[Date Prev][Date Next][Thread Prev][Thread Next][Date Index ][Thread Index ]

Daw suu's Letter from Burma #35

Mainichi Daily News, Monday, July 22, 1996


"Mystery Weekend"

Letter from Burma (No. 35) by Aung San Suu Kyi

	Once upon a time, I read a biography of Arthur James Balfour of Balfour
Declaration fame.  The book did not really make the man come alive for me,
leaving the impression that he was either too private or too intellectual to
come across as a vivid human being; or that the author could not do his
subtle personality justice.  Nevertheless, I liked what I learned about the
"happy prime minister." I particularly liked him for the fact that in spite
of the metaphysical dabbling which troubled some of his political
colleagues, he possessed a healthy appreciation for the detective story.  He
was said to have advised a young man that the best way to get a really good
rest was not to go away for the weekend but to shut himself up in the house
with a detective story.  (Or perhaps he said several detective stories).  In
any case it is a piece of advice I consider very sound indeed.  Some of the
most relaxing weekends I have ever enjoyed were those I spent quietly with a
sense of all work to date completed, and an absorbing mystery.
	My introduction to the detective story was, very conventionally, through
Sherlock Holmes.  I was about 9 years old when a cousin enthralled me with
the story of The Blue Carbuncle.  Soon after, I was either given or lent a
book about Bugs Bunny's antics involving some Big Red Apples.  On reading it
I was struck by the inanity of the plot: How could Bugs Bunny's adventures
compare with those of a man who could, from a careful examination of a
battered old hat, gauge the physical and mental attributes, the financial
situation and the matrimonial difficulties of its erstwhile owner?  I
decided that detectives were far more interesting and entertaining that
anthropomorphized animals.
	My childhood affection for Sherlock Holmes did not wane even after I learnt
to think in terms of whodunits rather than detective stories.  The lean,
laconic individual of Baker Street can hold his own with private eyes of the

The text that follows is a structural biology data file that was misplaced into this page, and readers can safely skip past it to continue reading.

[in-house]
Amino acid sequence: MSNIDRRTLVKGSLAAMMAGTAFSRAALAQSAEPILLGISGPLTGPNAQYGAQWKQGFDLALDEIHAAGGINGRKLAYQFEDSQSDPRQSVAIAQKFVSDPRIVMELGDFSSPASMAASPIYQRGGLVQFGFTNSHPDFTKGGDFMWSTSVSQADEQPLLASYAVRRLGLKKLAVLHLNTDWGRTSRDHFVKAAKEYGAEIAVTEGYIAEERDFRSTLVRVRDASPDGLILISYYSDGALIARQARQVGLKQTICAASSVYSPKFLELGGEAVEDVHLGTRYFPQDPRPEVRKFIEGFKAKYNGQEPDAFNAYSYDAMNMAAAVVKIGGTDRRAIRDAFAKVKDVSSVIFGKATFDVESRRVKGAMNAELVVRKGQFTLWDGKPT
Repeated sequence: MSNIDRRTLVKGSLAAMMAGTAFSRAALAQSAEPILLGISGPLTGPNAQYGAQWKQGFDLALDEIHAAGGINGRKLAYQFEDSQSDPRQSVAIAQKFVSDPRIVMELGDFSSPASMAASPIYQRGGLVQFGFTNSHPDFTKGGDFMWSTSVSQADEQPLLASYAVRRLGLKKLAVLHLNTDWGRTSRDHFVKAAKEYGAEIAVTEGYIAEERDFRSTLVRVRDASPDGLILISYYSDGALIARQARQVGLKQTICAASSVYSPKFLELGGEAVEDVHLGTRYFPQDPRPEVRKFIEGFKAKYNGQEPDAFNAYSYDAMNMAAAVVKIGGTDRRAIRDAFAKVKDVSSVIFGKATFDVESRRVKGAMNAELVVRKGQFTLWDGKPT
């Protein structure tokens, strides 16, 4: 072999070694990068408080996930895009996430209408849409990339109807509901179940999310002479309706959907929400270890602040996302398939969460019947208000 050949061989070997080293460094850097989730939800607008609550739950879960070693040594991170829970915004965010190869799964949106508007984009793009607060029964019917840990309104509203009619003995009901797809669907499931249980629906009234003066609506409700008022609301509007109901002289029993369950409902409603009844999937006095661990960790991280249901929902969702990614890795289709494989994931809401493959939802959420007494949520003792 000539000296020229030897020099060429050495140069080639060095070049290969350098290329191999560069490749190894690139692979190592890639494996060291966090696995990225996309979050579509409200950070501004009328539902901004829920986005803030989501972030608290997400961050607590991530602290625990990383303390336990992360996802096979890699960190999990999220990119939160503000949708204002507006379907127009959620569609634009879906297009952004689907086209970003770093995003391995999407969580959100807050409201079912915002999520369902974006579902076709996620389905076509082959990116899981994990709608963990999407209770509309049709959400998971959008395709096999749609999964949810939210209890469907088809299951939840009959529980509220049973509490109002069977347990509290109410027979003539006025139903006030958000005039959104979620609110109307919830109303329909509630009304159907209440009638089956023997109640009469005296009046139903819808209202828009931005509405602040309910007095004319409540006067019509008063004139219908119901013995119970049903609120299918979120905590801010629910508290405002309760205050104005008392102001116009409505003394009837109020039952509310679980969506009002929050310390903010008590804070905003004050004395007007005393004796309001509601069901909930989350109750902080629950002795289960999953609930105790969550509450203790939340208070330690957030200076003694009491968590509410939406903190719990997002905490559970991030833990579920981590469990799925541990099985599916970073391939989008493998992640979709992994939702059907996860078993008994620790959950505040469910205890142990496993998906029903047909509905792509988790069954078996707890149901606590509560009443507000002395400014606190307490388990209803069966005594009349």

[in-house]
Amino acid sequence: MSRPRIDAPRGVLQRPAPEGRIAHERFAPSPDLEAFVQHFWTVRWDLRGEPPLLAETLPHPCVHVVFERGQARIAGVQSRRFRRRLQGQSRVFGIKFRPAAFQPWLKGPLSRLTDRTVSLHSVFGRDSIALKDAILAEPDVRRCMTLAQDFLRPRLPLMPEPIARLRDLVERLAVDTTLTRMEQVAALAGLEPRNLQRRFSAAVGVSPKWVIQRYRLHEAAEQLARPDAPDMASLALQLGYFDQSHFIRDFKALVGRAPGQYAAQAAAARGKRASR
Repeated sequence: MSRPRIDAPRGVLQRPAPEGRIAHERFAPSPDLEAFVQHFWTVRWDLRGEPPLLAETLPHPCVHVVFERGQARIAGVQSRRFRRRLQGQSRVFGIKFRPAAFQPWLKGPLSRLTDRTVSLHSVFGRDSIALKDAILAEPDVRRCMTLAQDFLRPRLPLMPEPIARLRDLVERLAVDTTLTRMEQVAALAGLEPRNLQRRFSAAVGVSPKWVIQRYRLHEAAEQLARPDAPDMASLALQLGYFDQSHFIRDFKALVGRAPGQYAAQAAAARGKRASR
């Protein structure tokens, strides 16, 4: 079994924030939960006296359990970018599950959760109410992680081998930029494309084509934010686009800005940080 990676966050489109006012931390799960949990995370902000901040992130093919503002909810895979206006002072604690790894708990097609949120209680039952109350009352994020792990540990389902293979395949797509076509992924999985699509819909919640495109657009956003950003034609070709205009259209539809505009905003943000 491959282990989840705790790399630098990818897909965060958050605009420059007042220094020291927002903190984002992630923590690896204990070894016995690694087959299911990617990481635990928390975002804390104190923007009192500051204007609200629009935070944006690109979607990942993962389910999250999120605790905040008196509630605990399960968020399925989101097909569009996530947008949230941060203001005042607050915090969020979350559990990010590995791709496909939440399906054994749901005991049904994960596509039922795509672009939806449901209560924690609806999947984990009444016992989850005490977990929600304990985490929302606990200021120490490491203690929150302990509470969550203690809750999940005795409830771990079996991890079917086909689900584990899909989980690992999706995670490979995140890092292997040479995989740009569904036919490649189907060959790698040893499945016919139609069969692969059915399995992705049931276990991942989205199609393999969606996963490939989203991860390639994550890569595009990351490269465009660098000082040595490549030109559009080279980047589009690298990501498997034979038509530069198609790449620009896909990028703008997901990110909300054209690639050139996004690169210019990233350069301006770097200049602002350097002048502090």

Philip Marlowe genre as well as the intelligent, understated breed of
Inspectors Grant and Dalgleish.  And the dash of French artist blood in his
veins ("Art in the blood is liable to take the strangest form") makes him
more fascinating that the meant-to-be exotic investigators like Hercule
Poirot.  But of course it is not the detective, or the spy, alone who makes
a weekend spent with a mystery or two so satisfactory.  Apart form the
complexity of the plot and the element of suspense, the style of writing,
the little details that build up the atmosphere of the story and the
fascination of secondary go a long way toward contributing to my enjoyment
of a whodunit.
	While Inspector Maigret is a great favorite, Madame Maigret is an even
greater favorite.  I like best the stories in which she features large and
comfortable, the image of a good "memere," always at her cooking pots,
always polishing, always mollycoddling her big baby of a husband.  Even more
than the domestic vignettes of the Maigrets, I enjoy descriptions of the
sights and smells of Paris and the food the gourmand inspector eats with
solid appreciation.  The small restaurants he discovers in the midst of his
investigations seem to specialize in robust, full flavored provincial dishes
reminiscent of Elizabeth David's book on French country cooking.
	It is probably because of my love of experimenting in the kitchen, a
pastime in which I no longer have time to indulge, that the eating habits of
fictional characters are of such interest to me.  I seem to remember that in
one of his adventures, which I read years ago and the title of which I have
forgotten, Maigret expressed a dislike for calves' liver; in another,
however, he claims that if there is anything he likes better than hot
calves' liver a la bonne femme, it was the same dish served cold.  An
inconsistency as intriguing as any of his cases.  I cannot recall with
clarity a single plot of any of the stories about Nero Wolfe that I have
read but the flavor of the confabulation he had about food with his Swiss
chef lingers.  And it was because this obese private investigator's fulsome
praise of the chicken fricassee with dumplings he ate at a church fete that
I learnt to cook that deliciously homely dish.
	Of course one does not read whodunits for memorable descriptions of food.
Does George Smiley ever eat?  I cannot remember.  And one does not
recollect, as one follows the developments of espionage in Berlin, that Len
Deighton has written a number of cook books.  As for Dick Francis, horse
feed it more germane than human diet to his plots but that does not make his
fast-moving tales any less gripping.
	Why is it that Englishwomen produce some of the best crime fictions?  I am
thinking of Dorothy Sayers, Josephine Tey, P.D. James and Ruth Rendall.
Theses and probably books have been written on that subject.  It is a
mystery I would like to have the opportunity to mull over some time when a
weekend of leisure becomes a possibility.  In the meantime, there are enough
complexities in Burmese politics to keep one's faculties for unraveling
intrigue fully engaged.

* * *

This article is one of year-long series of letters, the Japanese translation
of which appears in the Mainichi Shimbun the same day, or the previous day
in some areas.